Tea party targets GOP incumbents in Indiana races

Tea party conservatives who helped Republicans win seven of Indiana's nine U.S. House seats two years ago now are challenging some of those candidates amid growing dissatisfaction with Washington.

Freshman Rep. Susan Brooks in the 5th District in central Indiana and second-term Rep. Larry Bucshon in southern Indiana's 8th District face candidates supported by the tea party.

Brooks and Rep. Jackie Walorski in northern Indiana's 2nd District, who is running unopposed in the primary, received the lowest ratings among Indiana's delegation from the Club for Growth earlier this year. Bucshon fared better, but his opponent is making the case that he isn't conservative enough.

Although the congressional elections in 2010 and 2012 each featured three open seats, all nine incumbents are on the ballot Tuesday. Walorski, Democratic Rep. Pete Visclosky, who is seeking a 16th term in northwest Indiana, and freshman Luke Messer in eastern Indiana's 6th District are unopposed in the primary.

Democrat Andre Carson is expected to easily win re-election in the 7th District, which covers much of Indianapolis. But Republican-drawn congressional maps will make it difficult for Democrats to pick up a seat.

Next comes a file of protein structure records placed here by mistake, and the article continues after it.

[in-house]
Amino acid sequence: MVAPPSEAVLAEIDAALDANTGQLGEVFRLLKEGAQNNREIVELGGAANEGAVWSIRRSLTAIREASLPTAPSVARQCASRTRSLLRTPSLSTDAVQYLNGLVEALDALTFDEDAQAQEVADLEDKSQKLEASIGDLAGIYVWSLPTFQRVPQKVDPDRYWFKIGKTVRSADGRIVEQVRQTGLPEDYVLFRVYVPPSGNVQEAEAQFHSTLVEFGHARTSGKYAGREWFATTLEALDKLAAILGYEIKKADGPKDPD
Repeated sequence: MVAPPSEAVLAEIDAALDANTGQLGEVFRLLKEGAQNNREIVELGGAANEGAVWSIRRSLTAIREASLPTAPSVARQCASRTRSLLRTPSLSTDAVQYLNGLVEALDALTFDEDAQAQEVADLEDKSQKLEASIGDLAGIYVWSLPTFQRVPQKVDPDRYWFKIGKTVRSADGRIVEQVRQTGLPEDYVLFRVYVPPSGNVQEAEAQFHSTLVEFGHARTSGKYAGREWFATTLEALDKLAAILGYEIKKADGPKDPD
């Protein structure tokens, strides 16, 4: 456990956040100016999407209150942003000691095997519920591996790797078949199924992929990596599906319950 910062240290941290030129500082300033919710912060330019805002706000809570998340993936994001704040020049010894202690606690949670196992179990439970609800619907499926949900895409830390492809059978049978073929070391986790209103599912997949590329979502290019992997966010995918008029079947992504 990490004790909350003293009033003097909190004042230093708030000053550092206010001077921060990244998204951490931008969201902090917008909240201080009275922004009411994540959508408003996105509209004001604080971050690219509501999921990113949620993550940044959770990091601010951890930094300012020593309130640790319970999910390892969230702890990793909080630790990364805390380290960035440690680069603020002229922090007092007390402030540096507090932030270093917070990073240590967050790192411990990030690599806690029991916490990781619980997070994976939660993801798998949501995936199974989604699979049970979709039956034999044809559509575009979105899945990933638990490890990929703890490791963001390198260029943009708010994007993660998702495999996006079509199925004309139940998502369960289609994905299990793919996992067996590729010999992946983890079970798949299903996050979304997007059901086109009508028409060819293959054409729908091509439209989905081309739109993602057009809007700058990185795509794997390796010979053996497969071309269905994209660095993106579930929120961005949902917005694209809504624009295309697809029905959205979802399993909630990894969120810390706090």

Andrew Downs, director of the Mike Downs Center for Indiana Politics at Indiana University-Purdue University Fort Wayne, said Democrats' best chance might be in the 2nd District, which Walorski won two years ago with 49 percent of the vote.

The seat was held by Democrat Joe Donnelly before he ran for Senate in 2012 and has long been viewed as a swing district, Downs said. But it has leaned more Republican since the maps were redrawn.

Two of the four Democrats vying for a chance to unseat Walorski in November have previous campaign experience.

Dan Morrison of Elkhart won nine of district's 10 counties and finished second in the Democratic primary in 2012. Joe Bock, a faculty member in Notre Dame's Eck Institute for Global Health, is a former Missouri state lawmaker.

Both said it's time to end the partisan gridlock in Washington.

"Americans are Americans. We've got these party things way out of whack," Morrison said. "Until we get Republicans and Democrats working together, things aren't going to get done."

In the 8th District in southwestern Indiana, Republican challenger Andrew McNeil is using a tactic that helped former state Treasurer Richard Mourdock, a tea party-backed candidate, unseat longtime Sen. Richard Lugar in 2012. He says Rep. Larry Bucshon isn't conservative enough.

"I'm really concerned about the spending, the debt, the seemingly out-of-control Obama administration that just seems to violate the constitution with impunity and our party doesn't stand up real well," McNeil said.

Pam Claeys, 61, of South Bend hopes something will change in this year's elections.

"Congress is too disjointed. They're not working across the aisle," she said. "The country's a mess. Nothing's getting done."

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